Framing the Conversation
I had a unique opportunity yesterday to be on the radio to talk about my catering company. I traded food at a local spotlight function for 15 minutes or so on the morning show. Although I think the interview went well, I was a little disappointed afterwards. There were 3 things in particular that I was hoping to touch on but didn’t have the chance to do so…this was my own fault. Prior to the interview, I was asked if there were any questions or topics I’d like to talk about. I was busy at the time and didn’t really have time to think about it so I said no. As I was preparing the night before, there were 3 topics that became clear to me I wanted to touch on. I showed up at the radio station, was rushed in the studio and sat down with seconds before we were on the air. The interview began and the interviewer did a great job pulling info from his experience and our website to help me talk about my company yet my topics never came up. We took a commercial break and I didn’t say anything hoping we’d get there. We didn’t. We took another break and I was silent. Then the interview was over and I was disappointed. Don’t get me wrong, I was still able to talk about some great aspects of our business, just not the topics I had prepared for.
I realized on the drive in to work that I had made a huge mistake…I allowed this experience to in essence happen to me instead of controlling and framing it around my agenda. My 3 topics were first to tell our story, second to talk about a new package we’ve put together to take advantage of a growing trend in the market, and third to connect listeners with the idea of checking the local NACE website when hiring event professionals.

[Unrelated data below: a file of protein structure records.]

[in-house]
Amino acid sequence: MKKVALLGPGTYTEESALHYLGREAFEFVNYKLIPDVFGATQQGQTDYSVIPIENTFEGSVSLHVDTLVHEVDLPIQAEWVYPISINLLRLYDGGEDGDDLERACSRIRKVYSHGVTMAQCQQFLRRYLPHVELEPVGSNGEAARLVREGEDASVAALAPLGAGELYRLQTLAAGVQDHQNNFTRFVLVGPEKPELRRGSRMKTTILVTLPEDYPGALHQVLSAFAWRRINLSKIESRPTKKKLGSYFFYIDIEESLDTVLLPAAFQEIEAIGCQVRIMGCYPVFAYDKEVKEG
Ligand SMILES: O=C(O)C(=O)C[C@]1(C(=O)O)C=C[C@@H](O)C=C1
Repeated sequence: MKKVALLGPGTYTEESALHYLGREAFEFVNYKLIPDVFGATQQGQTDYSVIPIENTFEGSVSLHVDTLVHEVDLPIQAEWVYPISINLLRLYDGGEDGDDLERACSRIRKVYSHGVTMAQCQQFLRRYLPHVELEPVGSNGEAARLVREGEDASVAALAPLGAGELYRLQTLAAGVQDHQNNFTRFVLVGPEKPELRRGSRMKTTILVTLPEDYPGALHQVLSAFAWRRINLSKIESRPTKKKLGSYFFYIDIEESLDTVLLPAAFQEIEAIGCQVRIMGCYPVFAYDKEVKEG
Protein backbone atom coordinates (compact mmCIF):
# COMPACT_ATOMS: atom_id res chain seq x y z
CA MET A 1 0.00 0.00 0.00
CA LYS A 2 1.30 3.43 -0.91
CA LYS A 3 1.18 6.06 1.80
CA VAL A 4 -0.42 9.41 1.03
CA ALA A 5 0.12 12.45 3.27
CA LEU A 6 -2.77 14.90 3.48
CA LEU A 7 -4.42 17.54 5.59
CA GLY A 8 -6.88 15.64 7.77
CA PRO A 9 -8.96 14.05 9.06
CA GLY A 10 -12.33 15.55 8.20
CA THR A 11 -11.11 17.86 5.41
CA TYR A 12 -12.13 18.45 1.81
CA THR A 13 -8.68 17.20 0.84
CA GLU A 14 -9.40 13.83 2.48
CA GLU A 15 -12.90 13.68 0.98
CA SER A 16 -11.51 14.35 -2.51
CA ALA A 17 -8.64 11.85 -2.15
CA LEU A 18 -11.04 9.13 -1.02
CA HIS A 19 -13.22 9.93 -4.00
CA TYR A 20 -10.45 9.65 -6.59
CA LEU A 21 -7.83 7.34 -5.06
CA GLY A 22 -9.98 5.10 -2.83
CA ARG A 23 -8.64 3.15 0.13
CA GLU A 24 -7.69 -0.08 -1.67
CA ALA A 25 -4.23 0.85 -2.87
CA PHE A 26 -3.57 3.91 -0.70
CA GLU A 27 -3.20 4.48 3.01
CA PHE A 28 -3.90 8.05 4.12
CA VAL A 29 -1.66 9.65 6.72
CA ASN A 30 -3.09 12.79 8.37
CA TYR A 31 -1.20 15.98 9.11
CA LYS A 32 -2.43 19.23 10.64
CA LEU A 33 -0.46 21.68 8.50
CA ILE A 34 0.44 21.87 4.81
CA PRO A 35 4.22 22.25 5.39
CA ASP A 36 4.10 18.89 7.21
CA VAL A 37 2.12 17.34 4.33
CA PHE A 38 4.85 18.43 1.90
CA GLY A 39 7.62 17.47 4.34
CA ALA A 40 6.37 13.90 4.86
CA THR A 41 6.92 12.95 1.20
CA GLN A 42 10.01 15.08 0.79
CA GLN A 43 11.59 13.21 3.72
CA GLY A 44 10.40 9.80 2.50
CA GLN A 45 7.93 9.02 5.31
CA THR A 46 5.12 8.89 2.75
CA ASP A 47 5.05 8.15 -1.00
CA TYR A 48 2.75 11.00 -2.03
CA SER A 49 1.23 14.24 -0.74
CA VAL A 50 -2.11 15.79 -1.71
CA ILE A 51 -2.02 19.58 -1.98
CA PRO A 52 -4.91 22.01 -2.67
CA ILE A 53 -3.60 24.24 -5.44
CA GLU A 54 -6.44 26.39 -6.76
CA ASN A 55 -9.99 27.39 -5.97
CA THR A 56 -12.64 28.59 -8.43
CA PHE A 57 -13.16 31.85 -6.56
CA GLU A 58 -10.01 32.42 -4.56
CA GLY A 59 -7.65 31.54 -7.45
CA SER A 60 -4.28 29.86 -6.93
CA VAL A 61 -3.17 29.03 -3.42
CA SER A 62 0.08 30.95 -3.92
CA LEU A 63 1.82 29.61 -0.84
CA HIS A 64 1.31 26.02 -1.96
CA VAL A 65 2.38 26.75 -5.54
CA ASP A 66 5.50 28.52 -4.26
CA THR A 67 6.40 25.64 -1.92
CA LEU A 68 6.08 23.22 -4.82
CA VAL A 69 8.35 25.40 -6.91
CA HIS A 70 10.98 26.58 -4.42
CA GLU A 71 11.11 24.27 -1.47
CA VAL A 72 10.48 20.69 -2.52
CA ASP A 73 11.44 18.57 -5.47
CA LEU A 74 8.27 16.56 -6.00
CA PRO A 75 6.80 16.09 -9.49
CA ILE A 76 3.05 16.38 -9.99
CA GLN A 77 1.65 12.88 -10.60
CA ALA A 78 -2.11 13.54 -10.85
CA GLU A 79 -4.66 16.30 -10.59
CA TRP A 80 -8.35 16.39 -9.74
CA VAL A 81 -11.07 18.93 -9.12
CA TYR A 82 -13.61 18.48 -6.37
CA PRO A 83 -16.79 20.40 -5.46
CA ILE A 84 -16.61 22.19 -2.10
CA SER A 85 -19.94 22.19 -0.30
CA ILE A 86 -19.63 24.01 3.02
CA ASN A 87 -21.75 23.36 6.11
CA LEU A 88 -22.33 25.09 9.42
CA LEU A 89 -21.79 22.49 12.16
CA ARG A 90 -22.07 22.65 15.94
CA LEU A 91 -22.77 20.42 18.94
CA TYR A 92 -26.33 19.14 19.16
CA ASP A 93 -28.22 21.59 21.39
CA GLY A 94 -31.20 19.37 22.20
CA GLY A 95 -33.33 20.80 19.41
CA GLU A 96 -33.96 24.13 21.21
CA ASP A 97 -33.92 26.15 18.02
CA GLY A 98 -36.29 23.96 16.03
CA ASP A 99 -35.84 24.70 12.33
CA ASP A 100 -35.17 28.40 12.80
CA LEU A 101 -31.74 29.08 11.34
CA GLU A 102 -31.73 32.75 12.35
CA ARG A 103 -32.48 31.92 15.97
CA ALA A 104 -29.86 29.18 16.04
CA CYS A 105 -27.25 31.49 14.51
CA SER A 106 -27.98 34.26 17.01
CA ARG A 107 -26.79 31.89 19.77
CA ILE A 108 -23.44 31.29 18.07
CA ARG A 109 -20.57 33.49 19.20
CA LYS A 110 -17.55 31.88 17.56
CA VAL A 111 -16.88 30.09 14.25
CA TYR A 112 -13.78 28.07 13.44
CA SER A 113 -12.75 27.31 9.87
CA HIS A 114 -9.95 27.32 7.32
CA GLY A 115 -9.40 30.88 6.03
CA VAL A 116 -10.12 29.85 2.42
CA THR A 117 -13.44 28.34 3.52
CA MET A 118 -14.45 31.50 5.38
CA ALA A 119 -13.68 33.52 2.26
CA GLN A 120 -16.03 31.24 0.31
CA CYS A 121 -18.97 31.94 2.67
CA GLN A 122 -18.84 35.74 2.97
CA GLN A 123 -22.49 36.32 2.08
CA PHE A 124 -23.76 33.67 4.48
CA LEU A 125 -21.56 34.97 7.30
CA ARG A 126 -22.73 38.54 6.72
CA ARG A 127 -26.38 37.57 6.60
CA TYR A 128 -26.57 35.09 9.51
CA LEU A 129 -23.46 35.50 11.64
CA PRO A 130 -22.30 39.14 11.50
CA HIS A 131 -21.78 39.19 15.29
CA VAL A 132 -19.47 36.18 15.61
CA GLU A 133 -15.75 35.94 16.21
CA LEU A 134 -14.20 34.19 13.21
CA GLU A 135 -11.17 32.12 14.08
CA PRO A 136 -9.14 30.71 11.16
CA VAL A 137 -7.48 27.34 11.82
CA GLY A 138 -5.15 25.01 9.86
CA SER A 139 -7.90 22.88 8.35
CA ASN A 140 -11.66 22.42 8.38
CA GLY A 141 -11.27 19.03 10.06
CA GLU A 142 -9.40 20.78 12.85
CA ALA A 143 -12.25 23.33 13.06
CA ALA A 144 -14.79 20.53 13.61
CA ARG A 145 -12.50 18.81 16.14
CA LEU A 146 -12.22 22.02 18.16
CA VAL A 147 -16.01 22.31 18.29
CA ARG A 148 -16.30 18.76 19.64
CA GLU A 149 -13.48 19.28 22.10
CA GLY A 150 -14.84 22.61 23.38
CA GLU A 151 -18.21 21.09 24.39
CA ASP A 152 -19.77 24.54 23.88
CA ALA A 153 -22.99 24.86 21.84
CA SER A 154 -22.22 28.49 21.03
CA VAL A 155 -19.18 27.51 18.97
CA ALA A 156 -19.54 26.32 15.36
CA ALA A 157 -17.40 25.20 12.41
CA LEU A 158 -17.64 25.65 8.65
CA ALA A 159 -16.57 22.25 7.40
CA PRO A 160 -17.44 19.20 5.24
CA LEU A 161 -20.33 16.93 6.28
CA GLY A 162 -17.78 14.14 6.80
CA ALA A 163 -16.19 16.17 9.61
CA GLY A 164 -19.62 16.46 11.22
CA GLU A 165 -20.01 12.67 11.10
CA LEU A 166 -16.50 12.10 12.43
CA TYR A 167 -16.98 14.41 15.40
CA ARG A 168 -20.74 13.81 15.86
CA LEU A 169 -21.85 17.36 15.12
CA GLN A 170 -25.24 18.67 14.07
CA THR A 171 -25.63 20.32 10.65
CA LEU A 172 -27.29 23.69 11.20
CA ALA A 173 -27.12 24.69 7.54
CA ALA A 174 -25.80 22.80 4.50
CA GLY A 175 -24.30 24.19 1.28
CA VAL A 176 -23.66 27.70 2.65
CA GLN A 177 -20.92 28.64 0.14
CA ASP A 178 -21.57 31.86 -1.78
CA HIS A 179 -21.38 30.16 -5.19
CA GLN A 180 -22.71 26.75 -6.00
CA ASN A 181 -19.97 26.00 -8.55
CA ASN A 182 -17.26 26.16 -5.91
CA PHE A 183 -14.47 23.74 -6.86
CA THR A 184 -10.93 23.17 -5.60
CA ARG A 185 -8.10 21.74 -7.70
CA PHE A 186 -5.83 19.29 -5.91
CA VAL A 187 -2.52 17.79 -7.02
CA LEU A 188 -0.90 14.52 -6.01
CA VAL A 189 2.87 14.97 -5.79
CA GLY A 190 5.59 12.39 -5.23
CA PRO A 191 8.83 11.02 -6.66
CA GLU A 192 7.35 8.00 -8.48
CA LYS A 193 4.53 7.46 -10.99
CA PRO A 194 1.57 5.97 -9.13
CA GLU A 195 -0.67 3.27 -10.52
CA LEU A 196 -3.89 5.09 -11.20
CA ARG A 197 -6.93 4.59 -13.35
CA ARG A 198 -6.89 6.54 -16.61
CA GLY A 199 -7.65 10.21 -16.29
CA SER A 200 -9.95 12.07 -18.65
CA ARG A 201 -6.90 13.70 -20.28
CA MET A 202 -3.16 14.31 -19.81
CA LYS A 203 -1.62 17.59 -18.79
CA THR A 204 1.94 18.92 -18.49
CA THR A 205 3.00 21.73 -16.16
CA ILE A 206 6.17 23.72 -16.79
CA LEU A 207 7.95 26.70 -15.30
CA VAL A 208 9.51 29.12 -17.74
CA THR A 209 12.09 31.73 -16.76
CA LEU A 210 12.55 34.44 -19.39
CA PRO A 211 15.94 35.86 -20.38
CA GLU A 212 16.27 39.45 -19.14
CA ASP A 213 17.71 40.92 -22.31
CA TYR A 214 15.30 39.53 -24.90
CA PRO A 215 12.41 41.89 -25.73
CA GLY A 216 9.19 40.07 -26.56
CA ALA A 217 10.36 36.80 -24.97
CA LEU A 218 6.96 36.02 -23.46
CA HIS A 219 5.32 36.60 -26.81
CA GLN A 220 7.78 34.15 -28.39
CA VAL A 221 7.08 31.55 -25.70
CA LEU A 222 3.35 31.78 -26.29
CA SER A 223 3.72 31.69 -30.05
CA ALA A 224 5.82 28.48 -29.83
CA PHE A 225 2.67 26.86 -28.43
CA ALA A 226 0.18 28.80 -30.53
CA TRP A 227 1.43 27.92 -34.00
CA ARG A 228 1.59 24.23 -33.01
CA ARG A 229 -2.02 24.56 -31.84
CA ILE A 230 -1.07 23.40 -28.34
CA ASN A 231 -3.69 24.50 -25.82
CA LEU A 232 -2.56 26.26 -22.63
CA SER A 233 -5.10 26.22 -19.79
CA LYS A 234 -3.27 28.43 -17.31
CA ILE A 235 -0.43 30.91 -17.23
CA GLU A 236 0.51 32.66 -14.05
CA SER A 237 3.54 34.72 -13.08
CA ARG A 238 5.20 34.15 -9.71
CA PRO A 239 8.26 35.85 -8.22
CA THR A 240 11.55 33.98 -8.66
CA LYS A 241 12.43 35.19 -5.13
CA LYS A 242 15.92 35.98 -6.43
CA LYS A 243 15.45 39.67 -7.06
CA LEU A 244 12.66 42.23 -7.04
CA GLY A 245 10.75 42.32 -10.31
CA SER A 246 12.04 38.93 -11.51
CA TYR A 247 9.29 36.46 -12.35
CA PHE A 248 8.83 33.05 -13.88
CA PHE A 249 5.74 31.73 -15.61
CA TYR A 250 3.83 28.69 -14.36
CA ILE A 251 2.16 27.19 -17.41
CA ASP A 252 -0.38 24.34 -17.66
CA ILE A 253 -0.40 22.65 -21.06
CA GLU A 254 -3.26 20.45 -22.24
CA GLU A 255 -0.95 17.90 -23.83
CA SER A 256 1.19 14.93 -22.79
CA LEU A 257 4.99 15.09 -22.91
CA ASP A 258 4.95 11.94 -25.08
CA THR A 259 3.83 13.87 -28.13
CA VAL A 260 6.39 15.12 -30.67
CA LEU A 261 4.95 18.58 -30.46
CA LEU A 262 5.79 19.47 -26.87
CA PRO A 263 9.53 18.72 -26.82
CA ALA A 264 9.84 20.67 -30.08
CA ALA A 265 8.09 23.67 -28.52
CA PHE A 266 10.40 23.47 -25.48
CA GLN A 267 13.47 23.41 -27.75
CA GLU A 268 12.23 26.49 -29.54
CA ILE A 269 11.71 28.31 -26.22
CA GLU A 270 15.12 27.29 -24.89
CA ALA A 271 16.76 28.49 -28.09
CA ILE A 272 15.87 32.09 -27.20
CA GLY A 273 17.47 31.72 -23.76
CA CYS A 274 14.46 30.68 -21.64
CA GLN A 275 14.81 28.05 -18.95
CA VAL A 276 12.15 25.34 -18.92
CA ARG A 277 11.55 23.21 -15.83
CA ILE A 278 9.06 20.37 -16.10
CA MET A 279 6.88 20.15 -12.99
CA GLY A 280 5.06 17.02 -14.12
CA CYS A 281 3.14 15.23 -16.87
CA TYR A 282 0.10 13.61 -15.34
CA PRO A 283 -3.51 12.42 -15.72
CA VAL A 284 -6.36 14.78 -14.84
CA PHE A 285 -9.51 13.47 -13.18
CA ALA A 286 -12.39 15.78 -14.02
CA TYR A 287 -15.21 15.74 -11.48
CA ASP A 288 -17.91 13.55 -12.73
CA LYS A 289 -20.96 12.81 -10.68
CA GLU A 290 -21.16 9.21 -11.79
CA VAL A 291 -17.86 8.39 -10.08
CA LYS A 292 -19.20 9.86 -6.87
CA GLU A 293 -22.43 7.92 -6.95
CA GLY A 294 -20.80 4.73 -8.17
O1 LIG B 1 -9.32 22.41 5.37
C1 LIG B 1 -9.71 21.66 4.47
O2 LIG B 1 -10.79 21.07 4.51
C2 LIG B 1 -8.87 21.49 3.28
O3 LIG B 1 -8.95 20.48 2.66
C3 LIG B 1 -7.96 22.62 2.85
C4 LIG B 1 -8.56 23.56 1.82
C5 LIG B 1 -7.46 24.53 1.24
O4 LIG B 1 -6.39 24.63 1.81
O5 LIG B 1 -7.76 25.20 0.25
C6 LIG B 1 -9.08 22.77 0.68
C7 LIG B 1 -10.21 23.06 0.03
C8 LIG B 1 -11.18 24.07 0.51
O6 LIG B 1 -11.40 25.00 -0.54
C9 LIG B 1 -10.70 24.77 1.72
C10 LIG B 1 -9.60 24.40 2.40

Here’s what I should have done. When I got the email, I should have replied saying I had a few things I’d like to cover and will send those over as soon as I have a free moment. That would have made this a priority because I would have committed to submitting some topics for discussion. Then, I should have typed them out and handed them to the interviewer that morning to ensure that they would come up. I should have taken control to ensure that my message was the one being sent.
This happens to us so much in marketing. We commit to a bridal show, some type of showcase event, an open house, a magazine ad, a radio or tv appearance, etc. then we get so busy that we scramble to fulfill our obligation leaving our strategy on the table for another day when we have time to develop it….that time never comes unless we schedule it. We have to frame the conversation. We have to put enough thought and effort in our marketing to get our message out there the way we want it, according to our goals, objectives, and agenda. We have to think about what we want to happen as a result of our efforts and what we need to do or say to maximize that effort to make it happen. Then we do those things.
I wanted to tell our story because I wanted the audience to connect with us more deeply…to understand who we are and why we do what we do. I wanted to talk about the new package to let the audience know that although we’ve been around for a while, we have new and fresh ideas which could benefit them. I wanted to direct people to NACE because of my position in the organization and my goals to help raise awareness of the organization’s existence as an authority in the local wedding and special events industry. I missed my chance to frame this conversation. Don’t miss yours!